Triplebyte Interview Process

The Triplebyte interview process consists of multiple steps and phases. The first steps are with Triplebyte before moving on to interacting with potential employers.

The first steps consisted of doing a 30-minute online test, then a scheduled follow-up two-hour video interview that was half coding a small application and half questions. The coding for frontend was to create and style a simple app to show that you were proficient using your framework of choice and can style things based on a mockup. The question portion consisted of questions from all over the place, including algorithms and architecture.

After passing this interview gate, you have access to the platform that some have described as "like a dating service." Once on the platform, you can see all sort of open positions, and you can click a button to express your interest. These companies also get to see your resume and the profile that Triplebyte builds for you. This period lasts for two weeks, during which you can have non-technical "pitch calls" with companies that are interested in you. After these discussions, the company can offer an on-site interview which you can accept or deny based on your interest now that you know more about the company.

Once on-site, the "typical Silicon Valley" interview ensues. The process is typically one or more coding exercises (similar to the initial Triplebyte video interview), an algorithm section, an architecture section, a job history/experience section, a part about the company, and possibly an informal lunch "culture fit" section. This interview is an all-day affair taking anywhere between four and six hours.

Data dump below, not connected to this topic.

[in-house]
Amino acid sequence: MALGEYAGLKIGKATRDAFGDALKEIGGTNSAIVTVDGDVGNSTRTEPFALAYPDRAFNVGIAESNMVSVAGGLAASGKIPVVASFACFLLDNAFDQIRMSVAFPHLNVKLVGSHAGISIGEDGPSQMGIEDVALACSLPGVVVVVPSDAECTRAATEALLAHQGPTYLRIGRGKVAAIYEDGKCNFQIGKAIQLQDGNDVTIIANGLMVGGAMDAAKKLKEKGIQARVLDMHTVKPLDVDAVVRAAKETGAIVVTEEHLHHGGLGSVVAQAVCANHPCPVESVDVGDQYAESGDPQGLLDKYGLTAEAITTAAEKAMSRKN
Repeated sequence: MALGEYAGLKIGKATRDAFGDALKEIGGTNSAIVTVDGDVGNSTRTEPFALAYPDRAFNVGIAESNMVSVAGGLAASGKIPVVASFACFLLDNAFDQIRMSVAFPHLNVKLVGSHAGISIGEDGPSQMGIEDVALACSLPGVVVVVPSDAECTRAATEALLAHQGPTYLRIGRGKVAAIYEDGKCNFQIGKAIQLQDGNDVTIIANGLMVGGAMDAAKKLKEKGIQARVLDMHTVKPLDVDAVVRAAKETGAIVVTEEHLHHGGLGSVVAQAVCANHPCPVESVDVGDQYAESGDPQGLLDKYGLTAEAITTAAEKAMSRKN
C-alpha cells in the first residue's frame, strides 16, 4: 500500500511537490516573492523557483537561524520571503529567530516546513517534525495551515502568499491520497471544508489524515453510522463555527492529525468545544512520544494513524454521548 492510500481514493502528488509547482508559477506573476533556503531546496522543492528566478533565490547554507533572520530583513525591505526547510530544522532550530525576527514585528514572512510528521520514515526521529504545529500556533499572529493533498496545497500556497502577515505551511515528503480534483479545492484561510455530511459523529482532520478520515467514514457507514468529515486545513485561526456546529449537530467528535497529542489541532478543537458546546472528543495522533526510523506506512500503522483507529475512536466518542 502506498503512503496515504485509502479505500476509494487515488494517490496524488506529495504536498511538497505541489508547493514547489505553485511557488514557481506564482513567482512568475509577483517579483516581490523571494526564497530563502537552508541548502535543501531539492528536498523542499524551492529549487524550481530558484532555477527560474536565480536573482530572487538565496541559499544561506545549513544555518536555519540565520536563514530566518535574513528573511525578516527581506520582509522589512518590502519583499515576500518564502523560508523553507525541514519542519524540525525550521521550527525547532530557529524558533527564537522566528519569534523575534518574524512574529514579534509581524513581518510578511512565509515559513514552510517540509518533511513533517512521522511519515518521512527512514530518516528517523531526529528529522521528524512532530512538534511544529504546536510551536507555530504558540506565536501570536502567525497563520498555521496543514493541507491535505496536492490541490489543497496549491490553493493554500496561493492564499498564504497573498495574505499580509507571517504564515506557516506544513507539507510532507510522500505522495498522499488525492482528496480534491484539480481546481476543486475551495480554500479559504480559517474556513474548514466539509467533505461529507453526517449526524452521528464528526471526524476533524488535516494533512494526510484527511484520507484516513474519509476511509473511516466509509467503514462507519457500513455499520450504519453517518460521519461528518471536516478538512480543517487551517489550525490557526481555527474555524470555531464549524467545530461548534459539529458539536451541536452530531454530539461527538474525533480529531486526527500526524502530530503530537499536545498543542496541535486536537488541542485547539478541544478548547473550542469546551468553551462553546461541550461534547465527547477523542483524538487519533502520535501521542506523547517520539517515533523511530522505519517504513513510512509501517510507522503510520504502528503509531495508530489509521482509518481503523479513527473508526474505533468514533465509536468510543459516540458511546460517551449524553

To help prepare you for this, Triplebyte may send you a copy of Cracking the Coding Interview if you have not read it. This book provides insights into why and how the interview process works the way it does.

At the end of my process, I received multiple offers and eventually chose Mixpanel. This process was incredibly stressful, but after the first interview (which I bombed the algorithm portion on) it turned out to be a great experience. It helped remind me how much I love solving puzzles and problems. As well as refreshing my mind on important Computer Science concepts I hadn't thought about since college. While I think there are plenty of flaws and false negatives, generally this seems more thorough than any other process I've been a part of.

Additional material I used to prepare for the interviews beyond the provided book included: